Chrome extension to redirect WebAudio between webpages.
Published as a Chrome extension
Demo video: https://vimeo.com/267083951
Audio Pipes is a chrome extension that makes it possible to stream audio between any webpage that utilizes web audio. A script is injected on a webpage that checks whether audio is produced or consumed on the page. The user can then select which pages to connect, after which a WebRTC connection is made between those pages.
There are many applications that utilize web audio to produce sound and music, for example sequencers, synthesizer emulators or applying effects to microphone input. However, the audio that is produced hardly ever can be used elsewhere. Sometimes there is an option to export as a wave file, but a real time connection is not possible within the browser. There are ways on the level of the operating system to redirect audio between processes, but this requires a lot of tinkering and is out of reach for regular users.
Extension to bypass security sandbox
An important security consideration when employing Web Audio is that for obvious reasons all usage of the microphone requires explicit approval of the user. Cross-site scripting attacks are thus especially important to protect against on pages that request microphone input. However for our use case we need to be able to tap into the microphone input, and other aspects of Web Audio.
Scripts that run as part of an extension have a way to get access to the sandbox of any page, by injecting scripts in the page head. This technique is used by the Web Audio Inspector as well.
The background page of an extension keeps it state as long as the browser runs, and gets notified of all new pages the user opens. We inject a content script on all pages that looks for the use of relevant Web Audio function calls on the page. If the page consumes or produces audio, this is stored in the central background page.
WebRTC to stream between pages
WebRTC is a technology that makes it possible to set up real time media streams between browsers. The most appealing use case is video conferencing in the browser, with bi-directional video and audio streams, not obstructed by specifics of the networks the users are on. The media streams can connect directly between clients, or using pass through proxies, but in order to establish these connections, there is still need for a central lookup service. This so called signaling server is used to initiate the calls and exchange the information required for the connections.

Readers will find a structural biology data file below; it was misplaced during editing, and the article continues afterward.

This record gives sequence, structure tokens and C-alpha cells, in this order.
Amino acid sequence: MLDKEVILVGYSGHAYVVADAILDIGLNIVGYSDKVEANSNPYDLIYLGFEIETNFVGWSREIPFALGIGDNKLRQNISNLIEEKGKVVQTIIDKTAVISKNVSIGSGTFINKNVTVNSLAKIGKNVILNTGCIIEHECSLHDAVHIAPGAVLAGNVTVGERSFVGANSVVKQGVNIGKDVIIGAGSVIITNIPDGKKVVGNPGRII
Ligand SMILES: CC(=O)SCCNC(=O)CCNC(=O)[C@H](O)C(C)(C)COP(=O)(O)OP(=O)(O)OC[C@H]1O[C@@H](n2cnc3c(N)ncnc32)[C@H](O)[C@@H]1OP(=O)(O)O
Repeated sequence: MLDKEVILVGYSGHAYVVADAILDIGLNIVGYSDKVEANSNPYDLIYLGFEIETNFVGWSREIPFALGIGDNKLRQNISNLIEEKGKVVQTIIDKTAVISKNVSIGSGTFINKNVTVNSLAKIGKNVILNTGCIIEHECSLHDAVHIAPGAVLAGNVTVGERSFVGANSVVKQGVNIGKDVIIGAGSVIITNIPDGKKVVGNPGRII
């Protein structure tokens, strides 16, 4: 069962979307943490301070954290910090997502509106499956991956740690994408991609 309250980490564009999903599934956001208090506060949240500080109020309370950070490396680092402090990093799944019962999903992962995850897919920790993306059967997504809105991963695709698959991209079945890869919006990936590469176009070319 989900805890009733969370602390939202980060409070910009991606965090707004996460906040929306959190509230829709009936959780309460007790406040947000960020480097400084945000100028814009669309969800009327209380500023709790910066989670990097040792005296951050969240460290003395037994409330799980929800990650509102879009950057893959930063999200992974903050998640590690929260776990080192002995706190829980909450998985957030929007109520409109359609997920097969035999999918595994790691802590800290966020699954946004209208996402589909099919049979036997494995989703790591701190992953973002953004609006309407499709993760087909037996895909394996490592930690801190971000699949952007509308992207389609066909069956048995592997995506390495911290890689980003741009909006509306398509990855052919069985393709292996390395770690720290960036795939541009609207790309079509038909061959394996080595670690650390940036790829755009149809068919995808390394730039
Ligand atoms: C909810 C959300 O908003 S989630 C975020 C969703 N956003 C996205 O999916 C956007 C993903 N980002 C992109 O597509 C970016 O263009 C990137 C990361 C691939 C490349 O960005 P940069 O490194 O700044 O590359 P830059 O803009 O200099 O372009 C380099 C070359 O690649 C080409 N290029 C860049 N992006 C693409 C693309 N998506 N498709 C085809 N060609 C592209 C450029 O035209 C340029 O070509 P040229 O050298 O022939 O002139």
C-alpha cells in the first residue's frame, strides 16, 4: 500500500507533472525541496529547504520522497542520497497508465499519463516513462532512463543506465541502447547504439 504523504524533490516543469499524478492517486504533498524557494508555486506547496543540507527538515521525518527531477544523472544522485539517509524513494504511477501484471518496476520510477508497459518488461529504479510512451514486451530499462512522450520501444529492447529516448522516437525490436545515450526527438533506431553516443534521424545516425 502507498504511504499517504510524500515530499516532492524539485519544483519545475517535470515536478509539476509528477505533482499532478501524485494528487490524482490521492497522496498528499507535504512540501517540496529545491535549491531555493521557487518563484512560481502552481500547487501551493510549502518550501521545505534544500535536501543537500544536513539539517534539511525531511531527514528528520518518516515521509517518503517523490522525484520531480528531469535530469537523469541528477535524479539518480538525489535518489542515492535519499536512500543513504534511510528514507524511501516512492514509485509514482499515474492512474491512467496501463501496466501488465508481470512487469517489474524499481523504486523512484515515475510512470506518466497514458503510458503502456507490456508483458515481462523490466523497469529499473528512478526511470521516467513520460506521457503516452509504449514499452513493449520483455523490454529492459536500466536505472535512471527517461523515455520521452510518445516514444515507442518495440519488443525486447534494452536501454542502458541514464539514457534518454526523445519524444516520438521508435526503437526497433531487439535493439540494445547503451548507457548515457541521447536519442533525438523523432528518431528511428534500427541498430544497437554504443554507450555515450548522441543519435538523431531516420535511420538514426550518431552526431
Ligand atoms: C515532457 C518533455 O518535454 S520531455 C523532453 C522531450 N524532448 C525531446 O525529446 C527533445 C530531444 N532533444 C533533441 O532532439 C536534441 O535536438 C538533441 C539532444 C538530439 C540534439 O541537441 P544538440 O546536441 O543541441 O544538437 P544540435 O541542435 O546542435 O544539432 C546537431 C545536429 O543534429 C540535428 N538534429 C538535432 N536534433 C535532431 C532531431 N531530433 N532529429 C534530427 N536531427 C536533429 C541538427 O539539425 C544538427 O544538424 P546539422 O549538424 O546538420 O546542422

In our extension we use the background page as the signaling service to set up a one-way audio stream. Messages are passed using normal window messaging mechanism.
Putting it all together
The script that is injected on all pages keeps track of where audio is produced or consumed. This is achieved by replacing certain functions on the AudioContext prototype and other related prototypes. There are two flows, one for the AudioContext destination and one for the microphone input.
Figure 1 provides a schematic overview of the Audio Pipes architecture. The gray parts are normal Web Audio elements that are bypassed and muted when a connection is made between two webpages. When an AudioContext is created, a dummy destination is created; a GainNode connected to the real destination. Every call on AudioNode.connect is intercepted, when it wants to connect to thedestination, it is instead connected to the dummy destination. A similar process intercepts calls to getUserMedia and createMediaStreamSource to have a dummy input stream.
The user can select from the pages that have these dummy output and input streams. The audio output of a page is a source for the input of another page, i.e. the latter is a destination. When the user indicate that a source and destination have to be connected, a WebRTC connection is established. On the source page, the dummy AudioContext destination stream is connected to an RTCPeerConnection, and the stream to the original destination is muted. On the destination page, the incoming stream is connected to the dummy input, and the microphone input stream is muted.
This project was developed by Jan Misker as part of the Watch That Sound platform. License tbd